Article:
Dear Editor,
I went to Nanaimo on Friday, February 2, for PM Trudeau’s town hall. I didn’t even try to get inside, but talked to people in the line who were waiting to get in. There were people who had concerns about Kinder Morgan, LNG, electoral reform, the opioid crisis, the national housing strategy, and much more.
I was astounded at the number of people who waited hours outside.  I wish I had asked people where they had come from.  At one point I decided I would walk to the end of the line. Well, the end of the line was blocks away! Even at 11 o’clock people were lined up for what would probably be the equivalent of 4 or 5 city blocks, and that’s after people lining up since 8 a.m. had been slowly entering the hall.
When I got home, I watched 5 different news programs to see if anyone would give an estimate of the number of people who wanted to get in. There was only 1 station that talked about the many people, but still didn’t give an estimate.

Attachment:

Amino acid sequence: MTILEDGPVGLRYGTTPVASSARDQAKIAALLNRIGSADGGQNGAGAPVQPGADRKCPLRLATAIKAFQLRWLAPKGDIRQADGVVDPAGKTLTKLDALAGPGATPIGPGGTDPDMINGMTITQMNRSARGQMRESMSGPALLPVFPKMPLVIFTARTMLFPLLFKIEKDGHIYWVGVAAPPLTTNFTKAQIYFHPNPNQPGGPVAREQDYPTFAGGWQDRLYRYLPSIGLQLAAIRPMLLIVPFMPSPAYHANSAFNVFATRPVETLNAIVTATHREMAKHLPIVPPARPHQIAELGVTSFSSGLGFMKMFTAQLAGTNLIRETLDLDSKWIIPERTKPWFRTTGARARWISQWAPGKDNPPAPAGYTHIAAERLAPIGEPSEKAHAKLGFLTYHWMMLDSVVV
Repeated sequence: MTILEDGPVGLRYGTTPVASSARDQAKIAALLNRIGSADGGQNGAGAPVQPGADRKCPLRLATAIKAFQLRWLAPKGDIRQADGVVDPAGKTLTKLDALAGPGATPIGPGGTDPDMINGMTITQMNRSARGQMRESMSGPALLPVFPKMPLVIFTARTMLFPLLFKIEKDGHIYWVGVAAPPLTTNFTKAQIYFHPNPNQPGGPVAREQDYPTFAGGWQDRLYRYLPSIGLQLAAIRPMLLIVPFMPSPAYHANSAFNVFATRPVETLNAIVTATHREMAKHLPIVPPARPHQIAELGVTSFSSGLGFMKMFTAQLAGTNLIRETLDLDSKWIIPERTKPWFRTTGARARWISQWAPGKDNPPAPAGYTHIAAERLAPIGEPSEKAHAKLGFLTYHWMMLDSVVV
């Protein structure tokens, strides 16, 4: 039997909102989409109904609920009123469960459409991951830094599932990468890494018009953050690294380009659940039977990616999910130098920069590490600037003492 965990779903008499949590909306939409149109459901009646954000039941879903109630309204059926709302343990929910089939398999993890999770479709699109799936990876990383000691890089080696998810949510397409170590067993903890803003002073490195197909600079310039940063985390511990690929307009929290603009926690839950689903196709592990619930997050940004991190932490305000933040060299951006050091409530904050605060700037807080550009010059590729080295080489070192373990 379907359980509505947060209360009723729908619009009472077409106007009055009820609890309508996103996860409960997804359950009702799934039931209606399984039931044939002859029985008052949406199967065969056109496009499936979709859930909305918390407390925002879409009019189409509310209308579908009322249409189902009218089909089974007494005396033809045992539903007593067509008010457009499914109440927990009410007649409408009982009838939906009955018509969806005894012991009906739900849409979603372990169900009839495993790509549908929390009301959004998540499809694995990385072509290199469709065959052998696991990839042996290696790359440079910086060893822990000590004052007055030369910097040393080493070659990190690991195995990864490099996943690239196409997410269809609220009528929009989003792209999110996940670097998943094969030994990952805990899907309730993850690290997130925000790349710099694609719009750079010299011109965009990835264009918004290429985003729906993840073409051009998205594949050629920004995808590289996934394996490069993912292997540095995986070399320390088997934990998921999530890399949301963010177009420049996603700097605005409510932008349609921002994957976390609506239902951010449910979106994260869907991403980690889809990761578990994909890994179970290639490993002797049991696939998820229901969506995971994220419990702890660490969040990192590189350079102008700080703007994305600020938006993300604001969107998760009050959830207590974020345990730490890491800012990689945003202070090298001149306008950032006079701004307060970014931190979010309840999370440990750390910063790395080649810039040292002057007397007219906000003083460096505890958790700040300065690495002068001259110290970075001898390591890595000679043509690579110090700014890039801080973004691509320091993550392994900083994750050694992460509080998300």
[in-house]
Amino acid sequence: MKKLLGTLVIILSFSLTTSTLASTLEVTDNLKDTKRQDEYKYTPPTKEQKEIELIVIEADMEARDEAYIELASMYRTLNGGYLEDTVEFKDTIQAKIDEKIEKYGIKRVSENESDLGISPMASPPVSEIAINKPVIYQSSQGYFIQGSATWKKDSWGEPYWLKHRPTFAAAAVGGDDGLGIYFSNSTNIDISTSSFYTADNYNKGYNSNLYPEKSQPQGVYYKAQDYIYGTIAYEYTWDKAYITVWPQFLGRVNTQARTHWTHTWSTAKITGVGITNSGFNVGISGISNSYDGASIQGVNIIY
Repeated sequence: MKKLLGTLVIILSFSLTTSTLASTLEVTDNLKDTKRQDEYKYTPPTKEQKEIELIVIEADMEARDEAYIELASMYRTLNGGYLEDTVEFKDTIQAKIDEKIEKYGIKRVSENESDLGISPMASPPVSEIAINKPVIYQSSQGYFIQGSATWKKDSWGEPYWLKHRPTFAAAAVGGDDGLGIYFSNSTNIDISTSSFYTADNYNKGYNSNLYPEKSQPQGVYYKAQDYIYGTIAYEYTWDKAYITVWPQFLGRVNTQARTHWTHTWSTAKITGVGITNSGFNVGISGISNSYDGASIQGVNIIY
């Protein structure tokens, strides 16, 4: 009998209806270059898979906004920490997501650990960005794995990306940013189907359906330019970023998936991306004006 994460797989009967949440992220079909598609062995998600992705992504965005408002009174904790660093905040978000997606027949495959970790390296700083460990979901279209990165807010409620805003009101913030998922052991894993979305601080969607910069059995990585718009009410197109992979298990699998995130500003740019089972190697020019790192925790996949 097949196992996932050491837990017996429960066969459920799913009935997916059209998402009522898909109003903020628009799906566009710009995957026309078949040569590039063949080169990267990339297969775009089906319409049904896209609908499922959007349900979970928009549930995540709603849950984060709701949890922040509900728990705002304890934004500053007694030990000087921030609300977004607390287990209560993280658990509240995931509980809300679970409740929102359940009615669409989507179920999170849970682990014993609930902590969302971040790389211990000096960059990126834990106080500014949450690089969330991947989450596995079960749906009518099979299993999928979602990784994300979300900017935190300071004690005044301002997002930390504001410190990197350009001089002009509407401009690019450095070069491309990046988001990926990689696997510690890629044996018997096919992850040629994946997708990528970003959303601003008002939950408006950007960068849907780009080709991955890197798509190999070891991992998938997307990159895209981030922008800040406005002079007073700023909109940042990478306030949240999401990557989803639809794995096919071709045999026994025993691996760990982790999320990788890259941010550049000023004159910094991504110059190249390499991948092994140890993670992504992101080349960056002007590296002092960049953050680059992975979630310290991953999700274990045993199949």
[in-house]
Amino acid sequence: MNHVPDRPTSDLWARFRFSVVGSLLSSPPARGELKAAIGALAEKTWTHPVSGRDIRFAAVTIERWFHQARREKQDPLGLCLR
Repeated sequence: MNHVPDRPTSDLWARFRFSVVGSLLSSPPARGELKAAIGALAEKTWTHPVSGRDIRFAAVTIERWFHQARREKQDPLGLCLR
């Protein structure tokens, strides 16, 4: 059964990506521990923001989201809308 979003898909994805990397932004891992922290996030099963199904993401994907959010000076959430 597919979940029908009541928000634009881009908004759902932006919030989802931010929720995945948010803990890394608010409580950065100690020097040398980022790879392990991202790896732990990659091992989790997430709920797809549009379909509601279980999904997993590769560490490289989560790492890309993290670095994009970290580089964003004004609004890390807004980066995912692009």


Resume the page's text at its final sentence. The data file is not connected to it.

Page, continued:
I was so heartened by the number of people who are engaged enough and who care enough to have made the trip to Nanaimo. There were old people, parents with their children, young adults, and teens in the line-up.
I was especially heartened to see so many young people in the line. They are the people who are going to inherit our government, and the world we leave them. Many of the ones I spoke to were aware of all the various issues, including electoral reform, both federally and provincially in BC.
Some of these people who waited hours may have been there just to see their Prime Minister in action; this is also a laudable goal.
Whether in support or in opposition to PM Trudeau, people care about how their country and province are run. People may not vote because they’re disillusioned, but they care. If we had an electoral system provincially or nationally that represented more of the voters, more of those many people in line in Nanaimo, I think the number of people voting would increase dramatically.
Megan Ardyche